Odd title for an article, but not so strange if you are a writer of science fiction; whether it is for a movie or television show script, a book, or a role play game on a forum, thinking like an alien can sometimes be your ultimate goal. The first few items I mentioned are more likely for someone’s occupation, the last item is for fun. In this particular dimension and time, we haven’t had contact with alien cultures, that we know of. Any being from another world we write about for fiction is going to be based on a heavily modified Earth culture. Elements from those cultures would be downplayed, exaggerated, or conceptually “turned” ninety degrees.
Some aliens in Star Trek have some recognizable elements in them, such as how the Klingon Code of honor mirrors some elements Japanese Bushido code. Even the warrior’s armor has a faint Samuraiesque feel, but still is purported as alien as are many other races. To successfully write a character of one of these races, it is vital that you actually get into the mind of a being that is simply not human.
But how do you do this? The steps below will help you to get into the skin of nearly any alien race.
Questions to Ask
Get a picture in your mind of what this being looks like physically. Then start asking questions. What planet do you come from? How tall, what is your body build, and are you biped or not? Put yourself, the writer, inside that body and figure out how you move. How does the world look through your eyes? Examine things with the five senses that you already have.
Put some clothing on. What is the nature of the garments? Do you wear clothing at all? Are you scaled, furred, warm, or cold blooded? Deciding this now will determine how the alien will react on a starship run by mostly humans.
We don’t have a concept of what is truly alien. After all, all that we have is the Earth we live on and our imaginations. So, how does a human being like me or you “think” like an alien in order to write one? There is so much information on the internet related to various Star Trek aliens that each has an article of their own. And while this is a good place to start, it’s never the full answer. No, the human imagination must also be brought into play as well.
I will use an established Star Trek alien, the Vulcan, as an example of ‘getting into their skin”. Lets say I was born on my world. Since it is much warmer than Earth, I would find the temperature on a starship chilly, or even downright cold during the “night” time hours if the ship adjusts its lighting and temperature to reflect that. My movement would be different because of lighter gravity on the ship compared to home. I would feel more energetic, and maybe much lighter. Since my kind would average two meters in height or taller, I would need to be diligent and duck my head from lower hanging piping, doorways, or even low-hanging lighting fixtures and shuttle pod doors. It would make for an unpleasant day if I were always banging my head on things.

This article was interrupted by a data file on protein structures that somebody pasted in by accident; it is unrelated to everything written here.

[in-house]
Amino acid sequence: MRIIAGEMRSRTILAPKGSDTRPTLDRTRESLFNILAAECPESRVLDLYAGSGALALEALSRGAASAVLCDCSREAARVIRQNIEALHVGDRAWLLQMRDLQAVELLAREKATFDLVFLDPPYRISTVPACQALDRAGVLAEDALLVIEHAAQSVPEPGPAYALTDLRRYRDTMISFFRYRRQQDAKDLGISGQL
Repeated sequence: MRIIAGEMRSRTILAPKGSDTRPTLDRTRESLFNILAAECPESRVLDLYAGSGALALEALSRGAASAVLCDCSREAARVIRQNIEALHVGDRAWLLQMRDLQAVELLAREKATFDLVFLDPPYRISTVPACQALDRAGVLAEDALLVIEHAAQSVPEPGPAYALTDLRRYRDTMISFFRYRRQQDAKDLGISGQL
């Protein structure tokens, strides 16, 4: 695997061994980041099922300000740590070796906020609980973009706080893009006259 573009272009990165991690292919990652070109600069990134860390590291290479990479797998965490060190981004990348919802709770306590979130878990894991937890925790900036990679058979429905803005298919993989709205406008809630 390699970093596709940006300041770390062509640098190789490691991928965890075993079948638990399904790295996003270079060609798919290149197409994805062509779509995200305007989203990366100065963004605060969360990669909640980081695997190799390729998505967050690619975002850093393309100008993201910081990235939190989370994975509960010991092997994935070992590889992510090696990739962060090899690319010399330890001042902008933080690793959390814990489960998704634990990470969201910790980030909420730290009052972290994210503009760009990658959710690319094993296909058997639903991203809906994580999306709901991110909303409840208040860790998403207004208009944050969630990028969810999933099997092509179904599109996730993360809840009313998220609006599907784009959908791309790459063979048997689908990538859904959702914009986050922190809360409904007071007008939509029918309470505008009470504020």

Standard Terran atmospheric pressure and humidity would feel very heavy and wet, and I would find it a little uncomfortable as if I was trying to breathe liquid. I probably wouldn’t use a water bath, but different means to stay clean, such as a sonic shower, a sand ‘bath’, or using oils. My biology is different; I don’t have sweat glands for instance. I don’t eat the same types of food as some species, being a vegetarian, so I wouldn’t eat a huge porterhouse steak because my body’s digestive system wouldn’t have the enzymes needed to process meat properly. Although, using my imagination, I might be able to adapt with a small degree of discomfort until the enzymes built up.
I also have a different circadian rhythm than a human. Since my world wasn’t rich in resources, my ancestors adapted to survive on smaller amounts on food, water, and even sleep. I would be comfortable eating the same foods since there isn’t much variety back home. Even though I’m stronger, faster, and can exist on very little food. I have trouble adapting to certain biospheres. Very cold, or wet places, will do me harm faster than a human or other species that was born and raised there. It would take me longer to adapt.
My pain control was developed by mental training since childhood. Without that, I wouldn’t handle pain well because my empathic ability amplifies my own pain.
More Specialized Questions
Am I a young Vulcan or a little older? As a younger one I would probably be more brash, possibly lacking wisdom to keep my foot out of my mouth. Do I have a roommate or two, and do I get along with him, her, or them? Are they the same species or alien. If they are Vulcan, it doesn’t mean I would automatically get along with them. Even a logical species can have jerks, or very pleasant people.
Am I a male or a female, married or not? Have I children or grandchildren? What are my family relations? Is my family trying to “set me up” with suitors? How does that effect my Career, if at all? Vulcans do feel emotions. The danger here is to make a single dimensional Vulcan who is mechanical rather than a living breathing person. Even being logical, I still have feelings. I may not like any of rise suitors my clan matriarch is showing me. Maybe my gut instinct is saying “No way!”.
All these items and more I would need to keep in mind simming a Vulcan. If done well, a very in depth character can be made that readers can relate to, like, or dislike.
From Within Their Skin
Perhaps the most important thing to remember, when writing an alien character, is the fact that each character is an individual even if they belong to a very well defined race. It’s always alright to work with the boundaries and use your own creative license when writing an alien, but these tips can really help you work from inside their skin, rather than trying to write them from the outside.